A day after the nation marked the 36th anniversary of the Roe vs. Wade Supreme Court decision, President Barack Obama rescinded a controversial global gag rule and recommitted U.S. support for comprehensive international family planning.
Abortion foe Rep. Doug Lamborn, R-Colorado Springs, thrust himself into the spotlight this week with a well-publicized letter to Obama urging that the rule remain in place. Sadly, Lamborn, as well as Reuters and other media outlets, got the facts completely wrong.
As the Guttmacher Institute notes: The global gag rule — also known as the Mexico City policy where it was unveiled in 1984 during a U.N. conference — prohibited overseas organizations from receiving U.S. family planning assistance if they used their non-U.S. funds to provide abortion information, services or counseling, or engaged in any abortion rights advocacy.
Thus, the moniker “gag rule” which prevents talk or advocacy.
The 1973 Helms Amendment to the Foreign Assistance Act expressly bans U.S. taxpayer dollars from being used to support abortion services in foreign health clinics. Repealing the Mexico City policy would do nothing to change this prohibition, writes Third Way, a nonprofit, nonpartisan think tank.
That distinction might be where dean of Colorado’s Republican delegation and the media got a little confused — there are two entirely different issues at play here. One is the gag rule. The other is a political presidential decision about whether to financially support the United Nations Population Fund under the guidelines of the Helms restrictions. Apples and oranges.
Unfortunately, that conflation of the facts about the global gag rule was widely distributed by antiabortion activists who cheered Lamborn’s efforts.
The letter urging Obama to retain the Mexico City Policy [PDF] authored by Lamborn, signed by 78 lawmakers and sent to the president, contributes to the broad inaccuracies.
Lamborn explains on his congressional Web site why annuling the gag rule is a bad idea:
Not only is it inappropriate for the federal government to fund abortionists in the United States, but there is certainly no place for taxpayer-funded abortions overseas. Many Americans are not even aware that their hard-earned dollars are being exported to support this abhorrent practice.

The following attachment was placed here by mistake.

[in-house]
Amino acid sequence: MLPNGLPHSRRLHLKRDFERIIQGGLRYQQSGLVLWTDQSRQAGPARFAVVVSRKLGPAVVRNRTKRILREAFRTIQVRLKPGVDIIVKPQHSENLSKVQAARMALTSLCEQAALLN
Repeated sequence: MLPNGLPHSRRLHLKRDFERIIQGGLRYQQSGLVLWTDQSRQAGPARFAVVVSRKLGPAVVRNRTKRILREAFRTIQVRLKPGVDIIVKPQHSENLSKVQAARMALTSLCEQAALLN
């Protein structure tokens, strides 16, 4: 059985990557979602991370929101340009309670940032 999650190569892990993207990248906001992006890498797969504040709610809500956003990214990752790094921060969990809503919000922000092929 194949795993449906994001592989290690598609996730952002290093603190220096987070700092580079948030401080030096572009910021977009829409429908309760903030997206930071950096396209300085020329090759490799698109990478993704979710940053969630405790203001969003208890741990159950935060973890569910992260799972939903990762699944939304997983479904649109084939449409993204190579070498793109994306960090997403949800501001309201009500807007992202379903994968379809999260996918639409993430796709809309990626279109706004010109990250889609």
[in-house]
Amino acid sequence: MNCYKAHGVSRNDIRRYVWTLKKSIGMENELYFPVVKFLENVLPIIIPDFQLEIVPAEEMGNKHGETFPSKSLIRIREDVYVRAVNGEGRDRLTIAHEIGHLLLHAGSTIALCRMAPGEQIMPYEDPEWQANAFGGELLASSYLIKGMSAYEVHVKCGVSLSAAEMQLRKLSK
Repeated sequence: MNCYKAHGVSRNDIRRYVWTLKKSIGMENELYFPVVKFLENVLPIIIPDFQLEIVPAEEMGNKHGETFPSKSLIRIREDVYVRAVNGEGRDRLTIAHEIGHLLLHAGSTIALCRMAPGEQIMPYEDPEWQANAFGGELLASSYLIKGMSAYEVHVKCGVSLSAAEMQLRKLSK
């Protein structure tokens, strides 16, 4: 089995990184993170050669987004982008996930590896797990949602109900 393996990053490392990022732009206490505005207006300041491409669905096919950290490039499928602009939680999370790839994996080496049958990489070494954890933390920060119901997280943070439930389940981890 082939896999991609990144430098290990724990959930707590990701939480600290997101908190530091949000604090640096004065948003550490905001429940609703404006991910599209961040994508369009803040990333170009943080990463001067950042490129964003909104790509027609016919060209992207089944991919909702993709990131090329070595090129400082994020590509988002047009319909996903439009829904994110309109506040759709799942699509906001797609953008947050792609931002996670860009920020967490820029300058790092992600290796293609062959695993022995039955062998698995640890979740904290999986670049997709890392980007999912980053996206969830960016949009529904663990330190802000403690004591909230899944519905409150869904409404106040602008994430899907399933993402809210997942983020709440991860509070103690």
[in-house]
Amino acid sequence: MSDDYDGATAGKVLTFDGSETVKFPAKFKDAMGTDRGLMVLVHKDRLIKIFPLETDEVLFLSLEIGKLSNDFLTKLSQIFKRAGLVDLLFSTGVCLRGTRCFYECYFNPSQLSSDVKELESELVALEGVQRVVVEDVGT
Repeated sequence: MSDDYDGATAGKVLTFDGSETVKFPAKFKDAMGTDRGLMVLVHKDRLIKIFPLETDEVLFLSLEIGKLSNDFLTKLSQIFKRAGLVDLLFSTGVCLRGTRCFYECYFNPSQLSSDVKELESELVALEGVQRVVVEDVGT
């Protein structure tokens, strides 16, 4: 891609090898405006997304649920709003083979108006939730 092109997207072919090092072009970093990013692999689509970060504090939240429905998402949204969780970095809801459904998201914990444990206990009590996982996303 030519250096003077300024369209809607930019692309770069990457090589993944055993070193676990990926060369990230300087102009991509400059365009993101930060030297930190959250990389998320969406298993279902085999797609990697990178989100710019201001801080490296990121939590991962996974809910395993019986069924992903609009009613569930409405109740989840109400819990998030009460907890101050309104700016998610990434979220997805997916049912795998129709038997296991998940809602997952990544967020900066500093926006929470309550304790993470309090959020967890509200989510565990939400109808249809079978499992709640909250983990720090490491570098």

The exportation of abortions is change we do not want.
Unfortunately, that muddled-thinking continued when Lamborn weighed in on the matter on the House floor Wednesday:
Unaddressed by Lamborn and his letter-signing cohorts is that the Reagan, Bush I and Bush II administrations all de-funded U.N. family planning programs in 150 poor countries that prevented unintended pregnancies, dangerous back-alley abortions and maternal-child deaths. Obama’s second action Friday was to re-institute that funding.
As Guttmacher writes:
There is overwhelming evidence that helping women avoid becoming pregnant too early, too late or too often benefits them and their children. Currently, 500 million women in the developing world are using some form of family planning, thereby preventing 187 million unintended pregnancies, 60 million unplanned births, 105 million induced abortions, 2.7 million infant deaths and 215,000 maternal deaths (which would leave 685,000 children motherless) each year.
However, another 200 million women throughout the developing world who would like to delay or limit their births lack access to contraceptives. Filling the unmet need for contraceptives would further reduce global rates of maternal mortality by 35% and would lower the overall number of abortions by 64%, many of which would have been unsafe abortions. More than 95% of abortions in Africa and Latin America are performed under unsafe circumstances, as are about 60% of abortions in Asia. Almost 70,000 women die each year from complications following unsafe abortions, and thousands more suffer serious, permanent injuries.
Originally a Reagan-era incarnation, the gag rule was repealed by President Bill Clinton and then reinstated by President George W. Bush on the first day of his administration in 2001. Though both the gag rule and funding, or lack thereof, of the U.N. family-planning program has ping-ponged back and forth for 25 years the gist of the two regulations hasn’t changed. And American taxpayers are still not paying for abortions in foreign clinics.